OSHA’s Midwest Region is teaming up with state agencies and construction industry leaders in Illinois, Indiana, Michigan, Minnesota, Ohio and Wisconsin to raise awareness about excavation hazards.
Thirty-nine people died while performing trench or excavation work in the U.S. in 2022. Four of those deaths occurred in Illinois and two others in Ohio, according to OSHA.
Trench-related deaths have more than doubled since 2021. The U.S. Bureau of Labor Statistics found that 166 workers died in trench cave-ins from 2011 to 2018, an average of 21 per year.
‘Proper training, procedures can prevent these incidents’
These statistics led to the partnership that will see OSHA, state agencies and construction industry leaders teaming up on an outreach campaign to educate employers and workers in the Midwest about trench hazards.
“A trench collapse can bury workers under thousands of pounds of soil and rocks in seconds, making escape and survival often impossible,” said OSHA Regional Administrator Bill Donovan. “With proper training and use of required safety procedures, incidents like these can be prevented.”
OSHA conducted 311 trenching and excavation inspections in 2022 at sites in Illinois, Ohio and Wisconsin. Six of these inspections were conducted following fatalities involving workers:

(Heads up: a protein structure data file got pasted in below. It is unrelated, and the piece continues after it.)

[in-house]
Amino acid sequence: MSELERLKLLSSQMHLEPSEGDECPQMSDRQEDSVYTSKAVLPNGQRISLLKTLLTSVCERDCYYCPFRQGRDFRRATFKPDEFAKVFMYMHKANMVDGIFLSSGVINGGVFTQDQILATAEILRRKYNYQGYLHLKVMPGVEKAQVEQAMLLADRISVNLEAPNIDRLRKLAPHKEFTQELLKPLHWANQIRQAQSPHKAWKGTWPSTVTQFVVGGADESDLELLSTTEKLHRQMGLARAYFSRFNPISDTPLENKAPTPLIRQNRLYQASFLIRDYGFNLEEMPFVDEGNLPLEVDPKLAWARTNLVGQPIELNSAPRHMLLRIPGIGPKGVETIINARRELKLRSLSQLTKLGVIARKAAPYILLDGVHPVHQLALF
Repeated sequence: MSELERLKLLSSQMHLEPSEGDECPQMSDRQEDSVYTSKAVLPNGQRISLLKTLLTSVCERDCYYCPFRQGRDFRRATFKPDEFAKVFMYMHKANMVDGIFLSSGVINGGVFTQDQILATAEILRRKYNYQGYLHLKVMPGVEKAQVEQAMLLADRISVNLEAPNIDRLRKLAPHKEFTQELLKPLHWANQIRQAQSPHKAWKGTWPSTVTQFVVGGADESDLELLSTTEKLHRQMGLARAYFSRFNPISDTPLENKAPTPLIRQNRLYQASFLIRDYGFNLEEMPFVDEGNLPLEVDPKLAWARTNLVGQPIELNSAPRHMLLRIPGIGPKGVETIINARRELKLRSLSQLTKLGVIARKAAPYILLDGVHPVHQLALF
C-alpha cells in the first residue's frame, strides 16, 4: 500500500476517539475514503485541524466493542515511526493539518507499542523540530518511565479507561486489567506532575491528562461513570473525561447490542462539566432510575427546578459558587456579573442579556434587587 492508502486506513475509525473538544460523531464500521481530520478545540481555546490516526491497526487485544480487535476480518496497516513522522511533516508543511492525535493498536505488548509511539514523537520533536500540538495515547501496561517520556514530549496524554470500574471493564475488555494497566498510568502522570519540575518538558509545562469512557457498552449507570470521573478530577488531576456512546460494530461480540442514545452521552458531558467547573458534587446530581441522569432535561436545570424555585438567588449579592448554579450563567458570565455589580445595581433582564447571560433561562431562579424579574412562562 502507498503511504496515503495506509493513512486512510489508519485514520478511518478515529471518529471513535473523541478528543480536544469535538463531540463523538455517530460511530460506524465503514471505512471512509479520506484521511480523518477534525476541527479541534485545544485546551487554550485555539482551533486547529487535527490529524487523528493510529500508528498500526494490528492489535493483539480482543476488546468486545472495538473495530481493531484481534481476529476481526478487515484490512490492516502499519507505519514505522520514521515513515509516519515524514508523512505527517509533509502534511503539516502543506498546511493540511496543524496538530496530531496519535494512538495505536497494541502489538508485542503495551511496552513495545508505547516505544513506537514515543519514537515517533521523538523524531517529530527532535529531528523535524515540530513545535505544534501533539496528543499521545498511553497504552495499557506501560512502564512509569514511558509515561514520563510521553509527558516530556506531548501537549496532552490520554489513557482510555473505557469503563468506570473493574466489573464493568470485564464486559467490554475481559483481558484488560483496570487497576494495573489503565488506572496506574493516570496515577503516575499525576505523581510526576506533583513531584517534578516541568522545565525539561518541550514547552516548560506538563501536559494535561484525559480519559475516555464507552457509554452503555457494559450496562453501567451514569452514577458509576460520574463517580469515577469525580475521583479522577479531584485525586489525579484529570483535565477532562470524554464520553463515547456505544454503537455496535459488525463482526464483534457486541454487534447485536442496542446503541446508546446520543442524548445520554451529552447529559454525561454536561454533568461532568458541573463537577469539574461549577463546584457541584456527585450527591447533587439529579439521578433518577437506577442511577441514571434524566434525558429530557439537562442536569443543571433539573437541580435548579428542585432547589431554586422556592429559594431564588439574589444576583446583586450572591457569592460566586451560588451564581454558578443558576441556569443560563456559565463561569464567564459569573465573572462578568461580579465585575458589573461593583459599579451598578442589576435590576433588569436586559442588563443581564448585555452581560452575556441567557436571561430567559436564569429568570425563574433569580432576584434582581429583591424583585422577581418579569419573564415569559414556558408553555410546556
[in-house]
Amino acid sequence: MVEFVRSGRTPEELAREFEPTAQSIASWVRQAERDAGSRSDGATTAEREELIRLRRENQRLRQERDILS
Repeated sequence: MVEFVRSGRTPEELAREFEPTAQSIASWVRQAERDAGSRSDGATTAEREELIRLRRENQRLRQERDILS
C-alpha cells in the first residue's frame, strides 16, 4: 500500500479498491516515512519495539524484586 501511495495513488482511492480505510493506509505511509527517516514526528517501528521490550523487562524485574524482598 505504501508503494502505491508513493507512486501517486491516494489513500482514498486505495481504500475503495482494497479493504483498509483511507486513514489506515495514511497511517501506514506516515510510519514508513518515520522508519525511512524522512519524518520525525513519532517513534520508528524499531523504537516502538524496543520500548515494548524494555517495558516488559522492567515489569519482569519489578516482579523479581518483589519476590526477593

- falling into a trench
- being pinned between equipment
- trapped by a cave-in, or
- asphyxiated by naturally occurring hazardous gases in the trench.
6 things to remember for excavation safety
The agency said that employers and workers involved in trench work should remember that:
- protective systems – such as benching, sloping, shoring and shielding – must be in place for trenches 5-feet deep or deeper
- a registered professional engineer must approve trenches of 20-feet deep or deeper
- a competent person who is able to identify trench hazards must inspect trenches daily – and as conditions change – before anyone enters a trench
- excavated soils must be kept at least 2 feet from trench edges
- underground utilities must be located and marked before digging begins, and
- ladders must be positioned every 25 feet of lateral travel for safe entrance and exit from the trench.
OSHA has a national emphasis program on preventing trenching and excavation collapses, and developed a series of compliance assistance resources in English and Spanish to help keep workers safe from these hazards.
The agency’s trenching and excavation webpage has additional information on how to protect workers from trench hazards.